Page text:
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Mail bomb threat before midterm polls a new low in US politics

By Diao Daming | China Daily | Updated: 2018-10-31 07:32

Since Oct 23, several packages with suspected explosive devices were sent to some people in several places in the United States. According to US media reports, all those people have been frequently maligned by right-wing critics.

Among those targeted are former US president Barack Obama, former secretary of state and presidential candidate Hillary Clinton, former US vice-president Joe Biden, former attorney general Eric Holder, former CIA director John Brennan, prominent Democratic Party donor George Soros, and California representative Maxine Waters, an outspoken critic of US President Donald Trump. A similar package was also delivered to the New York City office of CNN.

Fortunately, none of the packages detonated. And US federal authorities have nabbed Cesar Sayoc, 56, of Aventura, Florida, who has a criminal history and is a strong supporter of Trump. Sayoc has been indicted for sending at least 13 mail bombs to prominent Democrats, capping a nationwide search in a case that has spread fear before the Nov 6 midterm elections, which is unprecedented in US history. Several politicians described the mail bombs as an act of terrorism aimed at trying to silence dissent using violence.

The package bombs have heightened what already was a contentious midterm electoral campaign in which Trump's Republican Party is trying to win a majority in the Senate and House of Representatives.

The "threat" campaign against the Democratic Party and its supporters is an extreme act, premeditated and politically motivated. The bomb threat seems more like a desperate offensive by the extremist elements among the conservatives against the liberal camp that now holds certain advantages.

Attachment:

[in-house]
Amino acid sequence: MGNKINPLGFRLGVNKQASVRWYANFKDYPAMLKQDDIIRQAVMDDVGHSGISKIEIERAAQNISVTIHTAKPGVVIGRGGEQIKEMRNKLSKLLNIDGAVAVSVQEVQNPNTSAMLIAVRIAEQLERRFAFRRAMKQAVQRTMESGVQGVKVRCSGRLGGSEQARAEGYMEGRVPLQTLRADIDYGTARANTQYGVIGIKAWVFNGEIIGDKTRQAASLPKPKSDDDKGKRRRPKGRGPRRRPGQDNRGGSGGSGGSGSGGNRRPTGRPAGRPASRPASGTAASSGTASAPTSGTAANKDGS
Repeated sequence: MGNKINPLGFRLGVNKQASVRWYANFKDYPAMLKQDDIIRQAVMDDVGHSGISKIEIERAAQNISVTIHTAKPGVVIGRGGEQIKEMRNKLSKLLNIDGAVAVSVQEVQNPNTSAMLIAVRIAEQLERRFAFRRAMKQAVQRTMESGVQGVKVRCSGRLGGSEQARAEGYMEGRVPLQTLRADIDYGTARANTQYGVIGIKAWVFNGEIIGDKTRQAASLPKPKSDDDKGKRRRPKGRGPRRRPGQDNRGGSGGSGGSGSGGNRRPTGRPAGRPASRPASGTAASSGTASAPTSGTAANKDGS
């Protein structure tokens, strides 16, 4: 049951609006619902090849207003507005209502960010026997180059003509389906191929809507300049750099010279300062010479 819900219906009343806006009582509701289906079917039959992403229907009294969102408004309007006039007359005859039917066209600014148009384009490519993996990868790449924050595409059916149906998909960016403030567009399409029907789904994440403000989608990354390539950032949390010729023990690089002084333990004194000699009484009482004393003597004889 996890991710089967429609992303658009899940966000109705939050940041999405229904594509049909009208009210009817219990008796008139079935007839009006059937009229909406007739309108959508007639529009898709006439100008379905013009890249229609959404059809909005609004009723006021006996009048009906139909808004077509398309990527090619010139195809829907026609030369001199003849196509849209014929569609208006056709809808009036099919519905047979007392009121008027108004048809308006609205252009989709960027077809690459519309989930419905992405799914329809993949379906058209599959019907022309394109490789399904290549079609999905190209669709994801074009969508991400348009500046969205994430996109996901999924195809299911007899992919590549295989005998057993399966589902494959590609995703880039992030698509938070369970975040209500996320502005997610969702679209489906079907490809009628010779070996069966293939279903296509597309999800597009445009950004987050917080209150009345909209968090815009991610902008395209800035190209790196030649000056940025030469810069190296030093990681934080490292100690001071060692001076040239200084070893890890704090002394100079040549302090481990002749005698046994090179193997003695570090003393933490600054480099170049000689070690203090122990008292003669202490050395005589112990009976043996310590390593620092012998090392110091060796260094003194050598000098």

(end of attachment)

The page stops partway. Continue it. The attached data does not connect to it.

However, the bomb threat also reflects the anger among some right-wing activists who blame the Democrats for the current woes in the US. For example, the targeting of Soros reflects the resentment among the middle and lower classes toward the small group of rich people and the widening rich-poor gap despite the US' economic recovery.

That CNN too has been targeted indicates that ordinary US people believe mainstream media outlets speak only for a handful of political and economic elites while turning a deaf ear to the voice of the grassroots people.

Such a direct threat to the Democratic camp is most likely related to the perpetrators' belief that voter turnout would be a deciding factor in the midterm elections. The Democrats have adopted a series of tactics, including strengthening the "political identity" awareness of voters in order to convert their advantage in the midterm polls into actual votes, by mobilizing key groups such as minorities to vote.

Besides, Trump has used tweets to urge his supporters to vote in large numbers, which may help lead passive voters to the ballot box, but would also result in excessive mobilization and brainwashing of active voters, which is not good for a democracy. Interestingly, after the package bomb scare, Trump advocated a thorough investigation into the incident and severe punishment of the perpetrators, so as to guarantee the safety of the American people.

Trump and his team might not be involved in the package bomb incident, but the extreme development in the run-up to the midterm elections is more or less related to Trump's constant advocacy of "nativist" ideas and his actions that have exacerbated political and social rifts since his 2015 presidential campaign.

The fact is, both the Democrats and Republicans have mobilized available resources to gain an upper hand in election campaigns, because getting maximum votes has been their overwhelming goal.

The package bomb threat before the midterm elections is expected to strengthen the "political identity" of the voters of both the political parties and increase the voter turnout. But such a threat will also likely scare off independent voters who care only about their own problems and are not too enthusiastic to vote because neither party's victory will help solve their problems.

The author is an associate professor of international relations at Renmin University of China. The article was first published in Beijing News.

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